One of the things I really put thought into, and I think where a lot of people stumble, is figuring out what to use. Honestly, if you're just starting an account for the sake of it, then it won't work. My big thing is having use cases for each channel. As long as you've identified why and how you'd use a certain channel to build your professional brand, you'll be fine.

That being said, I do cross post. Anything I post on my blog gets pushed to Tumblr, Twitter, and LinkedIn automatically. I've used IFTTT to automate my Instagram in two ways - push any pictures to Tumblr and Twitter, and push pictures tagged with #bookoftheday to a certain part of my blog. 

The first channel is LinkedIn. If you do anything, set up a robust LinkedIn profile. I upload a version of my web resume to LinkedIn, and make sure any changes reflect resume changes. (When I do update my resume, it's a standard process - reupload to the blog, update the Experiences page if necessary, update my LinkedIn profile, and reupload to LinkedIn.) Keep your LinkedIn profile active! Join groups! Connect with people! The use case for this is general networking and career development. I'm going to go out there and actually say it's irresponsible to be an information professional and not have an active LinkedIn page.

Next up is Twitter. My use case for this is as a sort of aggregator. I retweet a lot from the RSS feeds that I follow, and retweet people that I follow who are relevant to the profession. I do interact a bit with people, but that's an area where I need to get a bit more outgoing. 

I've envisioned my Tumblr as the more "lighthearted" side of my professional persona. It's worth it for the Librarian Problems Tumblr alone. I use it much more casually, but it is the home of my most exciting author interaction ever, when Shiri Eisner reblogged my post about Bi: Notes for a Bisexual Revolution, and I almost fangirled myself to death. There are also a lot of interesting discussions that are happening on Tumblr that aren't happening elsewhere that I like to follow.

I set up a Google+ account to track my Code School progress. Now that I'm done Code School, I have to re-evaluate the use case for this channel. I don't want to close it, but I need to figure out the best way to make use of it. Any ideas are welcome!

The newest one I set up was Instagram. I struggled before about why to use this one - I didn't just want to have it sit empty, or post stuff that was all irrelevant to my professional life. I wanted to start one, though, as I wasn't super familiar with the platform. I actually figured it out once I reconfigured my blog to include a separate section for thoughts on reading. I have a lot of books that I own, but won't be doing an actual "review" for...so I thought the Instagram would be a great way to highlight some gems with little "mini-reviews". As I mentioned above, anything I tag with #bookoftheday gets sent to the book review part of my blog automatically, so I can make sure that content is surfaced on the blog too. I'm actually enjoying it, and I'm working on remembering to add it to my daily 'social media check'.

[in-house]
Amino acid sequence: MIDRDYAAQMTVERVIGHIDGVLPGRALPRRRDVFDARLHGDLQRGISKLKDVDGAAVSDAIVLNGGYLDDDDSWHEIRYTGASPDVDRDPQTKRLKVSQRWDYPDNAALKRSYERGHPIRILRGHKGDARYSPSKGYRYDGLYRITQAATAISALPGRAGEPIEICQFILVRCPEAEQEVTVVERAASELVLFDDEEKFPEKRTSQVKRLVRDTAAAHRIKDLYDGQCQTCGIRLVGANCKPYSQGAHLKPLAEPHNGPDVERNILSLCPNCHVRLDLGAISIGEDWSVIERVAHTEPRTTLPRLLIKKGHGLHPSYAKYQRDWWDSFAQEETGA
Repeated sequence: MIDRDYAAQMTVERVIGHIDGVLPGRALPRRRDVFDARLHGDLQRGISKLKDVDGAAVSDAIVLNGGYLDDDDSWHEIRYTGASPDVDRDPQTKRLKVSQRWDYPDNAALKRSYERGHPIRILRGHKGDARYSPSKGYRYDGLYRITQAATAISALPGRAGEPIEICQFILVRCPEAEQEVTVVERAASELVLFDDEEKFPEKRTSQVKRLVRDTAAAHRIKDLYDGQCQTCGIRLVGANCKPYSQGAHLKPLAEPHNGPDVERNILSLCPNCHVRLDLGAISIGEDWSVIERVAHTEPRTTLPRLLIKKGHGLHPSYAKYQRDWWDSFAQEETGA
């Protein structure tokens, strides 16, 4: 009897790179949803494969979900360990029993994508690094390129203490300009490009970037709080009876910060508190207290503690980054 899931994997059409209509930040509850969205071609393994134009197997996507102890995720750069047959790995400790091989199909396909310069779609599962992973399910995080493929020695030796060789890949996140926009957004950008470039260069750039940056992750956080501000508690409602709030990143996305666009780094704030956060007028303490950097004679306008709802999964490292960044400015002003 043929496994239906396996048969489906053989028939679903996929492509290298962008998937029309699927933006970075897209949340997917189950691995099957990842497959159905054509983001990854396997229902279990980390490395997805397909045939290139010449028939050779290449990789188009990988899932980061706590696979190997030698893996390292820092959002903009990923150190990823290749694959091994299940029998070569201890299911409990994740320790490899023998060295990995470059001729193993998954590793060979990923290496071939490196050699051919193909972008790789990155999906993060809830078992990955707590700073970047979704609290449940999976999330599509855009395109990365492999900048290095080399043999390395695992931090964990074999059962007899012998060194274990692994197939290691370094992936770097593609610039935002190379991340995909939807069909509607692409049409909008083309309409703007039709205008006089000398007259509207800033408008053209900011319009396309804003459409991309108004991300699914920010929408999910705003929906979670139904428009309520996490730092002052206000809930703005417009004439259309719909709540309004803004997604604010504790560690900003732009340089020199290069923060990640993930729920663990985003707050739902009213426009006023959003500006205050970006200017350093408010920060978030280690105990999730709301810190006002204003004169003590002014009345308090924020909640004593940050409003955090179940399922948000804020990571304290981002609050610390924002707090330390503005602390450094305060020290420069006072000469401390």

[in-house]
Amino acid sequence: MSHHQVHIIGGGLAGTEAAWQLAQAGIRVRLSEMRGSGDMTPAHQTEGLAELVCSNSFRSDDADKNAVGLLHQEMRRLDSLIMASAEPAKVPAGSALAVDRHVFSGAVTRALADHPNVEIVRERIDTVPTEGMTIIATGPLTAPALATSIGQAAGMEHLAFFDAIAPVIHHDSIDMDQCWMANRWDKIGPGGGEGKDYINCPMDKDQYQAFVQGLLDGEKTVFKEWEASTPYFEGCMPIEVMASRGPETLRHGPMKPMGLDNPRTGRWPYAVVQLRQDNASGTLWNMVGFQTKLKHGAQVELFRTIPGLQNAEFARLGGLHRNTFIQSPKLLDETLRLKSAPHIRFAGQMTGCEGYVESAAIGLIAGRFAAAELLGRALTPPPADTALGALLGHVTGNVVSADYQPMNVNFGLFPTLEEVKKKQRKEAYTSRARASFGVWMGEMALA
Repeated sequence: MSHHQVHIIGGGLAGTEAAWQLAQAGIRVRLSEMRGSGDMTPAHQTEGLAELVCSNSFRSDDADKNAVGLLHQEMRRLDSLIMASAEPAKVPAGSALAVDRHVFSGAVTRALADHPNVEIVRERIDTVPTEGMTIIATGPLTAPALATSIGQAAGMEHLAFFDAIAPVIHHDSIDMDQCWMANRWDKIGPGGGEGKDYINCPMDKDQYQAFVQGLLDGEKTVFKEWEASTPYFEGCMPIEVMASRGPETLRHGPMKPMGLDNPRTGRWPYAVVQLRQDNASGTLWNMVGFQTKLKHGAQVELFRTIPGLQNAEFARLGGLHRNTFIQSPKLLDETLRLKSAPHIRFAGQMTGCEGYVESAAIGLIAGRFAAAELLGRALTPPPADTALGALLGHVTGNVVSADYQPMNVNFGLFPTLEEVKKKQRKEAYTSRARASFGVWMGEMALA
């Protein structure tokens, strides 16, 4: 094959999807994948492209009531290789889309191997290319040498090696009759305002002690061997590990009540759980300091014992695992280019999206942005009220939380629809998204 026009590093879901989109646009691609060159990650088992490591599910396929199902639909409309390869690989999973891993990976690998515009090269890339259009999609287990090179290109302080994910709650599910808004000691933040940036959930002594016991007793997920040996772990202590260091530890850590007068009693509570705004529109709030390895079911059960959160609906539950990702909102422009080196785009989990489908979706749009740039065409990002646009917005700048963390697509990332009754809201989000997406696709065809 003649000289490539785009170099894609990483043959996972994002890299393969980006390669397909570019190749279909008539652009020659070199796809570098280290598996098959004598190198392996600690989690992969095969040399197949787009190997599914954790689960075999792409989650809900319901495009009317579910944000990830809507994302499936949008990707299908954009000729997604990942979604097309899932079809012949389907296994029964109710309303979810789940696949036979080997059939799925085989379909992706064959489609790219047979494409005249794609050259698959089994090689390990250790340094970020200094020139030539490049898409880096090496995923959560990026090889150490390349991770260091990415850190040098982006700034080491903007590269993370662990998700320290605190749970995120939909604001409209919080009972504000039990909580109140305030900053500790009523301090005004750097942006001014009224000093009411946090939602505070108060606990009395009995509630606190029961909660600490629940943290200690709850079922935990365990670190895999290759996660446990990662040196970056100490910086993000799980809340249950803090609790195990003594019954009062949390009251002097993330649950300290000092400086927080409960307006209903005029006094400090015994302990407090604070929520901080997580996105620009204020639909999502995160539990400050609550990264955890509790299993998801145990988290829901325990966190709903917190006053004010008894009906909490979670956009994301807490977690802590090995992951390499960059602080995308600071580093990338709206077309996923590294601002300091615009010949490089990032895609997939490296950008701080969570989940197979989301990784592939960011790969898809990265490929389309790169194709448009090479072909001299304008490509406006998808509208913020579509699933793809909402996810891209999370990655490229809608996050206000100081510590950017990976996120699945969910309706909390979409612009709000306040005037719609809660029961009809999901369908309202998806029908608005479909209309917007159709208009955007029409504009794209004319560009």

Some channels that I don't have use cases for are Pinterest, Vine, and SoundCloud. There's absolutely nothing wrong with them, but I just don't have a valid reason for adding them to the repertoire right now.

When you're deciding what to choose, really put some thought into exactly what you want to portray. I wanted the blog to be the hub. If someone wanted to connect in a really professional manner, they could go to my LinkedIn. If they wanted to see a quicker view of things I thought were important to my professional life, they could go to Twitter. Tumblr would be if they want a bit more of an informal interaction, and Instagram would be if they're interested in the reading aspect. They're all valid access points to learn about Sarah Morrison, Information Professional.

One notable omission is, of course, Facebook. My Facebook was set up with my real name, but is a pretty personal space, and I just couldn't untangle the two. I decided to just completely lock it down and not connect it at all. It's not under my pseudonym, but it's not connected to Lady Lazarus either. Even with my blog posts, I manually share the link - it's not pushed out automatically by Squarespace. I've set my Facebook up so it's extremely hard to find it, and I have three levels of filters for what I post.

The Message

Don't be overwhelmed! I think a lot of times people think they need to use every channel out there. You don't. Just put the thought in before you start about exactly what you want to portray to the world, and how you want to do it. The various social media channels all bring different strengths to the forefront. By figuring out the use case, you can decide which channel is best for you in presenting your professional persona to the world.